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Posted: Saturday January 9, 2010 12:45AM; Updated: Saturday January 9, 2010 11:12PM
Brian Cazeneuve
Brian Cazeneuve>INSIDE HOCKEY

Frigid Fenway: College players get thrills, chills in baseball cathedral

Story Highlights

One of baseball's cathedrals has turned into an outdoor rink for a week

BU held off BC, but players will remember the unique Fenway setting

It was the largest crowd ever for a college game in the eastern U.S.

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BOSTON -- A Zamboni at Fenway? You sure that wasn't Yastrzemski? Merloni perhaps?

A week ago, the NHL held the annual Winter Classic between the Bruins and Flyers in one of baseball's esteemed cathedrals. Putting two more hockey games in Fenway Park on Friday night was akin to sticking a beach towel on the frozen tundra or sipping hot cider in Death Valley. Inuit don't seal fish in Hawaii. Surfers don't ride the waves in Siberia. But this ode to the game's origin is cool. Even with commercial influences, many of the players in Friday's collegiate doubleheader at Fenway -- Boston University held off crosstown rival Boston College, 3-2 and earlier, New Hampshire's women's team defeated Northeastern, 5-3 -- took some of their first strides on the frozen lakes and ponds of New England and this felt like a throwback in front of all the neighbors.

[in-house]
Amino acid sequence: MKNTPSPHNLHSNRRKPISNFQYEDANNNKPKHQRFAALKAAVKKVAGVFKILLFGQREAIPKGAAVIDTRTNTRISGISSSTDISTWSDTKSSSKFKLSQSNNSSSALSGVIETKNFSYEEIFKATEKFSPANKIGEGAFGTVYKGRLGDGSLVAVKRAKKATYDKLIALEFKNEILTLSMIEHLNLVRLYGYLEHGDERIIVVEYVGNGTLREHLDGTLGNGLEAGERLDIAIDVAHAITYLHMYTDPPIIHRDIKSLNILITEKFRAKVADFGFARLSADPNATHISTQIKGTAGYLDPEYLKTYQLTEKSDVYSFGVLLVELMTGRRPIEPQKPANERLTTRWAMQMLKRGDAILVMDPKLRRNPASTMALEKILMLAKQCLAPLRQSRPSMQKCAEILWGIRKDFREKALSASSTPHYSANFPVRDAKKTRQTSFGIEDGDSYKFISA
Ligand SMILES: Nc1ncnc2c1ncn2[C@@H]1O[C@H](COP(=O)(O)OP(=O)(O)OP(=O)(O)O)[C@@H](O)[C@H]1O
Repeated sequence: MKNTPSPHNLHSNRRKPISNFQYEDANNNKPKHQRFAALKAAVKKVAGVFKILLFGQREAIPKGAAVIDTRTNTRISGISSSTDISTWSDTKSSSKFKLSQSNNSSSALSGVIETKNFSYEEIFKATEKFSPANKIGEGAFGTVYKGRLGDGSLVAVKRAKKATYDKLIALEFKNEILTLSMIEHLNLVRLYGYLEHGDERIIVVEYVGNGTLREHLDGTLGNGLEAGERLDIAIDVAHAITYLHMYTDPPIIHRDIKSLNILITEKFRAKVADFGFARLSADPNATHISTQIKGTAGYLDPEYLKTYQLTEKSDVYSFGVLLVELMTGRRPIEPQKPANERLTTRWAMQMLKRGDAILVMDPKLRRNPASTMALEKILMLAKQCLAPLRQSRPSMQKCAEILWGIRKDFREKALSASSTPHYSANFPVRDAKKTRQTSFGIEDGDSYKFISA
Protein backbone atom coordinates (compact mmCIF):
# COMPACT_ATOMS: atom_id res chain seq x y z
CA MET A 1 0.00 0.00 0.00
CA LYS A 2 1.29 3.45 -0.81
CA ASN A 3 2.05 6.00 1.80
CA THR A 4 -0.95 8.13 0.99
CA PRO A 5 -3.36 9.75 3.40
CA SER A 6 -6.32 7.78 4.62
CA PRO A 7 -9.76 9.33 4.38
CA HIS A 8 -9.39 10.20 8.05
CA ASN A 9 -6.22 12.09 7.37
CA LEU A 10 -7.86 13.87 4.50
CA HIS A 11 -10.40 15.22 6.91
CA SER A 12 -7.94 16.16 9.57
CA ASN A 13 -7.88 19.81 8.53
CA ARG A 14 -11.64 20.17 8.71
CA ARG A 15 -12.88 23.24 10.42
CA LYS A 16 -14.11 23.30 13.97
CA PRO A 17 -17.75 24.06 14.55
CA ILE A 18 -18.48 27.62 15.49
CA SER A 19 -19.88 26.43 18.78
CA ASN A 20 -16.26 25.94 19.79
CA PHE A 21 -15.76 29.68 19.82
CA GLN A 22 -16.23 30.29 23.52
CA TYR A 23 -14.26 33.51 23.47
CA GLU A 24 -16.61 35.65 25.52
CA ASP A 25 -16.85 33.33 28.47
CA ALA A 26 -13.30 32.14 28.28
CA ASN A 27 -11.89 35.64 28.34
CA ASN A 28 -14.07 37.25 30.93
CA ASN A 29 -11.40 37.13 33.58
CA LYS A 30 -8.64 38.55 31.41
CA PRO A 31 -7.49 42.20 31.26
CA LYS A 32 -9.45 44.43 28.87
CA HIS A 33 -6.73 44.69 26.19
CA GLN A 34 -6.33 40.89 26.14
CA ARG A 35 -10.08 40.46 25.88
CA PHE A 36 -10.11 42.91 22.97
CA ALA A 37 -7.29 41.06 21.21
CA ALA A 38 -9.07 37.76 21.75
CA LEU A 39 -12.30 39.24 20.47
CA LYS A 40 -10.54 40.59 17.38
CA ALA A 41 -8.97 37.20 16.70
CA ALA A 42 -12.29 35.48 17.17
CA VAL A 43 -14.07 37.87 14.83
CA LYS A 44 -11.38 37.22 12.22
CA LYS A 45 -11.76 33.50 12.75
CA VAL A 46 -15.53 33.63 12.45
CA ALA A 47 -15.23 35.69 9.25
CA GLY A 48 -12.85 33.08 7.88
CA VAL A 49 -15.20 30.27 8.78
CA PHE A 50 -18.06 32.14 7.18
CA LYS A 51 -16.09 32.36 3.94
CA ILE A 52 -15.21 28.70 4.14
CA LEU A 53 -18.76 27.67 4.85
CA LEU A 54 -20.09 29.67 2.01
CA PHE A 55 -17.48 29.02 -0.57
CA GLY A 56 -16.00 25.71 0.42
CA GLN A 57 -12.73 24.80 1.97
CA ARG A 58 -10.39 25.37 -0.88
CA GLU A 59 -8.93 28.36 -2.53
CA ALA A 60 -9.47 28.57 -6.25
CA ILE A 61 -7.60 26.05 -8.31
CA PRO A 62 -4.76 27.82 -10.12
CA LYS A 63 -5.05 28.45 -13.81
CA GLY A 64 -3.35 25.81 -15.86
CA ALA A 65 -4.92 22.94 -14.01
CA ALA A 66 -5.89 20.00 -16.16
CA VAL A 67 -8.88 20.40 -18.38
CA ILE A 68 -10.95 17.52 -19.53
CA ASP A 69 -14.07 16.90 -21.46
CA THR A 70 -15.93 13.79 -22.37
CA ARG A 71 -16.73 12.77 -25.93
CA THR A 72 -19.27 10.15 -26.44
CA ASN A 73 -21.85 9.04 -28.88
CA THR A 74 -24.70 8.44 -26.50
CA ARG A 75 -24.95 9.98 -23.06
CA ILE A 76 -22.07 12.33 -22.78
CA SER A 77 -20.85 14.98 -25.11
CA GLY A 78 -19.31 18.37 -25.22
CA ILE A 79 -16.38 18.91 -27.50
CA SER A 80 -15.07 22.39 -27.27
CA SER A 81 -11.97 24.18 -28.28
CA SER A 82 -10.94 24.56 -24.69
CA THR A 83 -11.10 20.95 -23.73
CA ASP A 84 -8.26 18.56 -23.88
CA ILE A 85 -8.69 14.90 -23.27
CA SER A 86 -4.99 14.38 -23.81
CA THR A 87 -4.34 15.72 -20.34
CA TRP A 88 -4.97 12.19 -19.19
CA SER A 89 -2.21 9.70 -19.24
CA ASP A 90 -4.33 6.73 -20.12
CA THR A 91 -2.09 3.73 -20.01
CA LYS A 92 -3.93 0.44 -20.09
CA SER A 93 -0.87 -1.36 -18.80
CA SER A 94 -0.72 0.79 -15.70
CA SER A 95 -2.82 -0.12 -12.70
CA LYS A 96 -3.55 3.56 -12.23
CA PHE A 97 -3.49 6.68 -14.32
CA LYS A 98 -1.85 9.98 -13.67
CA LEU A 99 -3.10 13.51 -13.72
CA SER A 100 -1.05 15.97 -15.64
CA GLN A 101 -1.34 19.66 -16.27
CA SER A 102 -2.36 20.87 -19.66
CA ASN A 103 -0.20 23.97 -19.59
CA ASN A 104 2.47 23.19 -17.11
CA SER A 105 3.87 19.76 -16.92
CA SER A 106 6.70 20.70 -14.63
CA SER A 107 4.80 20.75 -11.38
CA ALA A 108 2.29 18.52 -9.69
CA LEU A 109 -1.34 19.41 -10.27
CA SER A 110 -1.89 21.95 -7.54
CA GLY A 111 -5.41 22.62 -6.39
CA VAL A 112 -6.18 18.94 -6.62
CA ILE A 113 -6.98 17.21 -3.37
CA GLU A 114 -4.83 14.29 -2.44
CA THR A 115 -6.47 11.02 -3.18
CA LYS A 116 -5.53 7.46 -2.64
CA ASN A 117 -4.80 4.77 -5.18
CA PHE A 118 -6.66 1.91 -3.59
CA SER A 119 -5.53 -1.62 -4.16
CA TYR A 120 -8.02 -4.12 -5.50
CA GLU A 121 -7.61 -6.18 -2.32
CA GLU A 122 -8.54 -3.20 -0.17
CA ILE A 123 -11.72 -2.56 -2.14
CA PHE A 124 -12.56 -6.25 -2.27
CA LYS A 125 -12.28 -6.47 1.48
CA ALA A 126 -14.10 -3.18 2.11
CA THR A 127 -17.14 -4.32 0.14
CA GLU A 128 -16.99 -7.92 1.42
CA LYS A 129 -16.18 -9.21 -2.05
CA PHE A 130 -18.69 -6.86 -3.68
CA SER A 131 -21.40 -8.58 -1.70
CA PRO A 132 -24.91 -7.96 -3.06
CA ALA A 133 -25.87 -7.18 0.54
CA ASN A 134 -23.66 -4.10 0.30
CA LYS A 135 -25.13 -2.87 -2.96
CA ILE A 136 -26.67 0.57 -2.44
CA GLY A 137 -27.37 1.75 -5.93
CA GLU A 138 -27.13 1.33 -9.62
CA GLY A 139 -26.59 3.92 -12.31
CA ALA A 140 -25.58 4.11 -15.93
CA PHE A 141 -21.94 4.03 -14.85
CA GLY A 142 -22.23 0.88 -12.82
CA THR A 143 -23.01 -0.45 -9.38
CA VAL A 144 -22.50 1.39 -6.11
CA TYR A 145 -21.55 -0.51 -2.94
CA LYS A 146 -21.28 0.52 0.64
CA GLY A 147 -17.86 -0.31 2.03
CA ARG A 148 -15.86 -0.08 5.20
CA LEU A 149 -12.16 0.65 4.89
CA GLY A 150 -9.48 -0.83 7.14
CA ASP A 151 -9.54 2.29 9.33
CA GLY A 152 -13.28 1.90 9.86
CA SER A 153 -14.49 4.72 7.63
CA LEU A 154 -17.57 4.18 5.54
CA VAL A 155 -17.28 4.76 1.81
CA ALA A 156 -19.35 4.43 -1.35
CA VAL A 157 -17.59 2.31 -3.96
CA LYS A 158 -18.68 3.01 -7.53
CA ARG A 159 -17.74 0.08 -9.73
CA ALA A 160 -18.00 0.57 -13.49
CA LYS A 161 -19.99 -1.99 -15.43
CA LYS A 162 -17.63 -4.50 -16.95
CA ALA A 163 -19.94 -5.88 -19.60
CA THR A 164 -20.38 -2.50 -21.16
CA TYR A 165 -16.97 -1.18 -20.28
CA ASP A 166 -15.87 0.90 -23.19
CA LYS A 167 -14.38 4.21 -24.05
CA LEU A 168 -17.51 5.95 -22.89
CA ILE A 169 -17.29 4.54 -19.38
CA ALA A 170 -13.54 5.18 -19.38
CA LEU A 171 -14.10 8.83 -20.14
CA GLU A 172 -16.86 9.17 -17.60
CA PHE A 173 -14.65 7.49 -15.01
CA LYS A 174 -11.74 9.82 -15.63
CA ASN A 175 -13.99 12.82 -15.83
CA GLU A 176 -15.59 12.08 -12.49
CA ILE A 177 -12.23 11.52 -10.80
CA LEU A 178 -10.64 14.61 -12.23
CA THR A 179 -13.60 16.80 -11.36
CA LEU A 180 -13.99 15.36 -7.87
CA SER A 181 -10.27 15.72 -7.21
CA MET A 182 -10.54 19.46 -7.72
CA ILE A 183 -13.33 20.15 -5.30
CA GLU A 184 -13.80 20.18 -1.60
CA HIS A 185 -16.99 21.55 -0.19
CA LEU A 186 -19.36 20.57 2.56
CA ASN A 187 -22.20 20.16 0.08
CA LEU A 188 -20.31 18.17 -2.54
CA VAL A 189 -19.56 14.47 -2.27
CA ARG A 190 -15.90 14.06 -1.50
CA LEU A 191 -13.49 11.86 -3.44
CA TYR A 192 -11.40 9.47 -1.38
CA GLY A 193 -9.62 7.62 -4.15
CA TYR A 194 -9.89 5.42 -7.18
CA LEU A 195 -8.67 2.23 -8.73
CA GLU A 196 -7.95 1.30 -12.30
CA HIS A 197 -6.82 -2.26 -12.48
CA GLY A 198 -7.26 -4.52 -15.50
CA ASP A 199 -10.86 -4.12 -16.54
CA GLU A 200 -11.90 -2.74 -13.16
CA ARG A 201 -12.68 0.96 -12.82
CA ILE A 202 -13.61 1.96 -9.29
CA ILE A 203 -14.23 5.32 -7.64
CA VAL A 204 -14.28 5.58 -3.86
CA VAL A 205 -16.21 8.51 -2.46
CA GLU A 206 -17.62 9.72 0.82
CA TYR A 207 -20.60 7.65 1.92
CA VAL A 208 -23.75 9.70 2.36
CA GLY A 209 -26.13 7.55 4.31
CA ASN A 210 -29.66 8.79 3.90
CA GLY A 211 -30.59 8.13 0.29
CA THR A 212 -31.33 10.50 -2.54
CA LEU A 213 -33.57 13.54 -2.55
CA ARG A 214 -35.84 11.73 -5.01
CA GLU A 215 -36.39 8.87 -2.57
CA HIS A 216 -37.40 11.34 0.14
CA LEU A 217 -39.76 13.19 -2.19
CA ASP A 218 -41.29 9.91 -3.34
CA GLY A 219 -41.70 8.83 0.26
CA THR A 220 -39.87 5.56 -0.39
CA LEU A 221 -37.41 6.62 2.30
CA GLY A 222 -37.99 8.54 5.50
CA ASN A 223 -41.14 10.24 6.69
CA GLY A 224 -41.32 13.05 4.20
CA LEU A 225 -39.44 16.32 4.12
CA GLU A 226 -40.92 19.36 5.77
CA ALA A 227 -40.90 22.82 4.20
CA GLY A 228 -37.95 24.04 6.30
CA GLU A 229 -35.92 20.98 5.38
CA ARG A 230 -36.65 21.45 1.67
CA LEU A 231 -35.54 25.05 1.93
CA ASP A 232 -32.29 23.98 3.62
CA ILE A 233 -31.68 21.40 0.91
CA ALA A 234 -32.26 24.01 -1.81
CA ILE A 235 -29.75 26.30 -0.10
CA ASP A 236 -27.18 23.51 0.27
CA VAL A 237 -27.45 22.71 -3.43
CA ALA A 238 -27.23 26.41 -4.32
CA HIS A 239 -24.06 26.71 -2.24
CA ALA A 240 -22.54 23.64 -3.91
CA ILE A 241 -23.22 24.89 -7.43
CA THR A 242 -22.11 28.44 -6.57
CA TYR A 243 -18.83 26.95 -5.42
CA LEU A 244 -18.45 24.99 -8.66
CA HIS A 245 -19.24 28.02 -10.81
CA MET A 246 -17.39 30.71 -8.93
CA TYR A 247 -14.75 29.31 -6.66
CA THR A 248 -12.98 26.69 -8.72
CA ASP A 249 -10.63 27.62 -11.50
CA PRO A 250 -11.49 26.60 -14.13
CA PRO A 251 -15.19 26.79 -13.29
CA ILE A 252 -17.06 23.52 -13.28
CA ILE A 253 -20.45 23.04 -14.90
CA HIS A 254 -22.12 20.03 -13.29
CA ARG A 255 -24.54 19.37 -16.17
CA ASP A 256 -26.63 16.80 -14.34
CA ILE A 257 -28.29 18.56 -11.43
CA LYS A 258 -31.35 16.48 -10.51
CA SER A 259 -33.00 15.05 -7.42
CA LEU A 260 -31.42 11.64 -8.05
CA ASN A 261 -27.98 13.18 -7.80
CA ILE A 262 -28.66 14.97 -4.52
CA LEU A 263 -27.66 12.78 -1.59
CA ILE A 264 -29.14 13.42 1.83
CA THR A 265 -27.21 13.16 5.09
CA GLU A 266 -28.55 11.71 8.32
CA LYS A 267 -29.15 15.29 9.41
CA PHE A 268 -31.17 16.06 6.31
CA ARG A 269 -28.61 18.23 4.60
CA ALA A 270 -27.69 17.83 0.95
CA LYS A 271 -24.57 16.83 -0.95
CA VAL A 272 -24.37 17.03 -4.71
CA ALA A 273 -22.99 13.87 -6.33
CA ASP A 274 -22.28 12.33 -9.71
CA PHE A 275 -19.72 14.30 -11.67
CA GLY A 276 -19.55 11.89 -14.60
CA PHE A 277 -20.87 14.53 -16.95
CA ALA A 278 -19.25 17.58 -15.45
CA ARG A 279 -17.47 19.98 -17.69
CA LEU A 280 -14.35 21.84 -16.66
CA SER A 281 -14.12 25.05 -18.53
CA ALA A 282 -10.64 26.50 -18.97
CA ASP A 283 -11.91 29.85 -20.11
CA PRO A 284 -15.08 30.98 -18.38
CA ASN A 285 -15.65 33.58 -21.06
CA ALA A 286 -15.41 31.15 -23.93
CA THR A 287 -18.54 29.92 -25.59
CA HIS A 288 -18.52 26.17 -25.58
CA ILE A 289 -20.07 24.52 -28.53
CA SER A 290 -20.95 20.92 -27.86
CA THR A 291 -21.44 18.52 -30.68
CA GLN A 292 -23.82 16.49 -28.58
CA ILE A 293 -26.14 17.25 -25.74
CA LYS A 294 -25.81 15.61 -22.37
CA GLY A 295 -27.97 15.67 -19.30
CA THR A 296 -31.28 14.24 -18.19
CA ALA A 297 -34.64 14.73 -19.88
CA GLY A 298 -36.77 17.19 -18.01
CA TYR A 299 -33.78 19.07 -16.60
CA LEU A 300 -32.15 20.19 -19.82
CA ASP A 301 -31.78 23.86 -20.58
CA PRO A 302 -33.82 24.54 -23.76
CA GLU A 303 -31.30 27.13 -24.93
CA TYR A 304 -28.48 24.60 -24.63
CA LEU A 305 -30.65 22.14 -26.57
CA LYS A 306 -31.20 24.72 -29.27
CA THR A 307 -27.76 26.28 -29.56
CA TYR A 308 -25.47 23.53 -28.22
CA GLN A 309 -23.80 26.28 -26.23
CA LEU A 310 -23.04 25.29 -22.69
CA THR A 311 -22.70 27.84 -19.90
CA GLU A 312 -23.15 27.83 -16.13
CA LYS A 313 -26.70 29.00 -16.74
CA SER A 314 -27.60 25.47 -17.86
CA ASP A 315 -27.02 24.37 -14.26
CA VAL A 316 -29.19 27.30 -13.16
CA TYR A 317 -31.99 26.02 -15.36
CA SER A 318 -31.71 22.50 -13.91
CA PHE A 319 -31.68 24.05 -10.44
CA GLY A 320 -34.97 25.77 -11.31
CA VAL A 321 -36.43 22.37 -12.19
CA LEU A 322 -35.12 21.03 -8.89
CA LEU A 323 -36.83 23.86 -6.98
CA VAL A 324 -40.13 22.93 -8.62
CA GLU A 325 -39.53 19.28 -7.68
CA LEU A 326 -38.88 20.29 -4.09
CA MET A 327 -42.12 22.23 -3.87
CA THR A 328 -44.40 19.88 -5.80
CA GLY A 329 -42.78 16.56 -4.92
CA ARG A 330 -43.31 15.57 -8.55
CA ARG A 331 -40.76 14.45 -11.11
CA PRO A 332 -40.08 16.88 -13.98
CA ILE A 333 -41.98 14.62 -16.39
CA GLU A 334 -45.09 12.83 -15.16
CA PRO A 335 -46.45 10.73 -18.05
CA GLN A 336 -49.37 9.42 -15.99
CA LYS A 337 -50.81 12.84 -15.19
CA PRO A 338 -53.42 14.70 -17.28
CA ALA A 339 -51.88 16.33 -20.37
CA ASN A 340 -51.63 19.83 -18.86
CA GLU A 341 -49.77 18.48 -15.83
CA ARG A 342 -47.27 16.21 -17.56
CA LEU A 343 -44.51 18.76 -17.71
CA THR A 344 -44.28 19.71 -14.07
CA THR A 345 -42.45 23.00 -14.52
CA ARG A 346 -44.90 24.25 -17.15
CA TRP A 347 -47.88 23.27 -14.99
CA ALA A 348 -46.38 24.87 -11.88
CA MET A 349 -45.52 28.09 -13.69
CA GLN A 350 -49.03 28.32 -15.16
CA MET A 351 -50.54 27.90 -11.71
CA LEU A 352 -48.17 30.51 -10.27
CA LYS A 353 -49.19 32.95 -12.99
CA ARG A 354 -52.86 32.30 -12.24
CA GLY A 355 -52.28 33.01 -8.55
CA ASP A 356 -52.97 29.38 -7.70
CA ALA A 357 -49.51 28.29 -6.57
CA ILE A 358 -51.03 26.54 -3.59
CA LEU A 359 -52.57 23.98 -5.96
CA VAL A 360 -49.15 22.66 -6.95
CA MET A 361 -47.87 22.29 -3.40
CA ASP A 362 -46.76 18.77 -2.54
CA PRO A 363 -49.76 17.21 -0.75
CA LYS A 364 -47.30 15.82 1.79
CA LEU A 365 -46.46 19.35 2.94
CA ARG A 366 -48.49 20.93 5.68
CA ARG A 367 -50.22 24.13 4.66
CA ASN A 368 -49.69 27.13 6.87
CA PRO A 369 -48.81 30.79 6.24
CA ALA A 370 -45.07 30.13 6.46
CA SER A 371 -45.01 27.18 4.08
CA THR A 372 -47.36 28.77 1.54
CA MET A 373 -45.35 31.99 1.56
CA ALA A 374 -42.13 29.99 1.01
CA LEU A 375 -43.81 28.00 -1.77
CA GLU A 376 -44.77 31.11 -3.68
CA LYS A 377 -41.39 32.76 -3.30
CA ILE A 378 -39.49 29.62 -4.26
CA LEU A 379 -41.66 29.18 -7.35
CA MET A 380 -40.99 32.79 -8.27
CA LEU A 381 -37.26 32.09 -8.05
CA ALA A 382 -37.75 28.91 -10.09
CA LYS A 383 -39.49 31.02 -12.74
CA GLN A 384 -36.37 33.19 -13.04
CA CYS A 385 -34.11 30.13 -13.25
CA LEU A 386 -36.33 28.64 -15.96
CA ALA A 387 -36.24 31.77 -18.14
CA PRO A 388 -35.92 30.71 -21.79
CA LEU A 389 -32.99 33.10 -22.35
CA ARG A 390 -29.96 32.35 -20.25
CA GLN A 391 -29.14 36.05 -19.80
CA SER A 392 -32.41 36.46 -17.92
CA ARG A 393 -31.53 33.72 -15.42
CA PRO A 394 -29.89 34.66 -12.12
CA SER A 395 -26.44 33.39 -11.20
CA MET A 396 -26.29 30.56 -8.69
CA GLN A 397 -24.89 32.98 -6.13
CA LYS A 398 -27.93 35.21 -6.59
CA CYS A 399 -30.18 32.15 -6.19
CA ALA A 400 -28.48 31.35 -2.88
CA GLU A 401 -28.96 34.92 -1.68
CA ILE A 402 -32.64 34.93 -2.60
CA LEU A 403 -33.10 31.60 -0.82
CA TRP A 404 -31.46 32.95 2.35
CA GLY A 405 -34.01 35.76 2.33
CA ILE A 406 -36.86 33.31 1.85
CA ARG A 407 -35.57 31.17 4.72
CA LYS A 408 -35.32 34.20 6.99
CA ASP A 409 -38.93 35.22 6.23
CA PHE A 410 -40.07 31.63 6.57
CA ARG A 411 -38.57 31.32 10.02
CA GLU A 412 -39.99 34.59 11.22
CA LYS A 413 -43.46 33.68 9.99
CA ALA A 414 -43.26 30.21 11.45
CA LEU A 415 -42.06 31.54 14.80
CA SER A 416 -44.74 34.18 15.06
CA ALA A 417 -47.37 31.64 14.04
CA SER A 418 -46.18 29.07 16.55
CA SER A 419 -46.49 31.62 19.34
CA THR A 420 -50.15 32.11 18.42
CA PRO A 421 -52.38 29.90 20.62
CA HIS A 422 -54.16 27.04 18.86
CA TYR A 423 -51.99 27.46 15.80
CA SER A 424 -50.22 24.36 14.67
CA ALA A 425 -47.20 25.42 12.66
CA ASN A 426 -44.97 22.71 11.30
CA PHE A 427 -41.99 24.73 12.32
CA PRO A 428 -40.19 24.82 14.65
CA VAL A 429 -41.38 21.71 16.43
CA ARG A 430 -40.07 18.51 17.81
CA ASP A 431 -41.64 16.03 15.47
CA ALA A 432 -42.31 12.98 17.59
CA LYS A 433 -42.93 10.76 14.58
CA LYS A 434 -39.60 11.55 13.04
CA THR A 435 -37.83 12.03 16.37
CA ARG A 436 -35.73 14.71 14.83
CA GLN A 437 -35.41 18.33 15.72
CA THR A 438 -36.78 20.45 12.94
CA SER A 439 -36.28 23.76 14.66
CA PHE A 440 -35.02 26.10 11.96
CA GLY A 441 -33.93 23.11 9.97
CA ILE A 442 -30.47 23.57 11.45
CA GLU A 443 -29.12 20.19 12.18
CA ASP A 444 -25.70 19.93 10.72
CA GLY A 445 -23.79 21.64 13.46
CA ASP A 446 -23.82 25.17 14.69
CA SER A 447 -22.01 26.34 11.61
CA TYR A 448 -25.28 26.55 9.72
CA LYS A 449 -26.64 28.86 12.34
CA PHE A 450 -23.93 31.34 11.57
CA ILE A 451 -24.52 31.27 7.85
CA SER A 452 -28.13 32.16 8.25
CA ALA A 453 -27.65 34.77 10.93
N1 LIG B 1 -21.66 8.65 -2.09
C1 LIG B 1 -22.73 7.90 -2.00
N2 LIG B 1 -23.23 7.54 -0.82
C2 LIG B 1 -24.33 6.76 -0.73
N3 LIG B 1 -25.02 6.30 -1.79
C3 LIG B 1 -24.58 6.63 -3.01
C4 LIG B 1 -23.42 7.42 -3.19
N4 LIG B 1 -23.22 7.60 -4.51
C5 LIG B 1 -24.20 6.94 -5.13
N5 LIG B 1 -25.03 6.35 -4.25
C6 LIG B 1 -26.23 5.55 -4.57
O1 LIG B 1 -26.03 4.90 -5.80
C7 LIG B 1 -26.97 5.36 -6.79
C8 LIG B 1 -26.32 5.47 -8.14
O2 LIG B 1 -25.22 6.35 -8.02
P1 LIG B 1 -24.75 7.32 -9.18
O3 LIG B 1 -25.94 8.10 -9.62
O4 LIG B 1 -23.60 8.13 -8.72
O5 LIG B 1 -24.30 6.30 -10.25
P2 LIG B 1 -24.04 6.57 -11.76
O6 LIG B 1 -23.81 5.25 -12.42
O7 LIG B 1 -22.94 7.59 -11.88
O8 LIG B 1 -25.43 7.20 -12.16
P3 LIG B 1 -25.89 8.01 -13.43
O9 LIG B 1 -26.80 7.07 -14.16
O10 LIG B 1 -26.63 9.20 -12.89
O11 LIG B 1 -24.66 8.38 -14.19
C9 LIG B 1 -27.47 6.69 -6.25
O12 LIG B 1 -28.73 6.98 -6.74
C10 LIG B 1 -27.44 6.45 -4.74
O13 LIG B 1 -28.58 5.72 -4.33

Few of the guys will graduate to the NHL. Maybe one or two of the women will play for an Olympic gold medal in a U.S.-Canada death match. No, for most of the players in Winter Classic II, or perhaps Winter Classic U., the collegiate edition of the weeklong celebration of outdoor hockey at Fenway, this was the highlight of their lives. It was hockey on its most magnified and exaggerated stage showing off its purity and simplicity. With 38,472 in attendance it was the largest hockey crowd ever to see a college game in the eastern U.S., and few will ever forget it.

"The memory of a career," said BU captain Nick Bonino, who played in his team's come-from-behind victory in the national championship game last season. "This kind of thing happens once for us."

Bonino, a native of Unionville, Conn., even took a few moments to scan the stands and check out the scene. During one stoppage in the second period, the lifelong Red Sox fan glanced over his shoulder while he passed center ice, roughly the location of second base during baseball games. "This is where Dustin Pedroia makes all those plays," he said under his breath. His mind wandered again in the third period. "We had a stoppage and I leaned over on the bench to look at the whole stadium," he said. "I tapped [teammate] Chris Connelly on the shoulder, pointed to the crowd and said, 'take a look at this.' It wasn't the thing you're supposed to do in a 3-2 game, but I couldn't help it."

With the loss of several key seniors, BU entered the game unranked at 5-9-3, while BC was at No. 7 at 10-5-2. Still the Terriers dominated the first 35 minutes, building a 3-0 lead midway through the second period on goals by David Warsofsky, Joe Pereira and Wade Megan. Warsofsky even took an imaginary baseball swing after he scored in honor of Fenway. The Eagles closed the gap to within 3-1 on a power play goal near the end of the second by Brian Gibbons and then pulled to within a goal thanks to Cam Atkinson's shorthanded tally at 7:43 of the third. BC peppered BU goalie Kieran Millan over the last 10 minutes, but couldn't get the equalizer.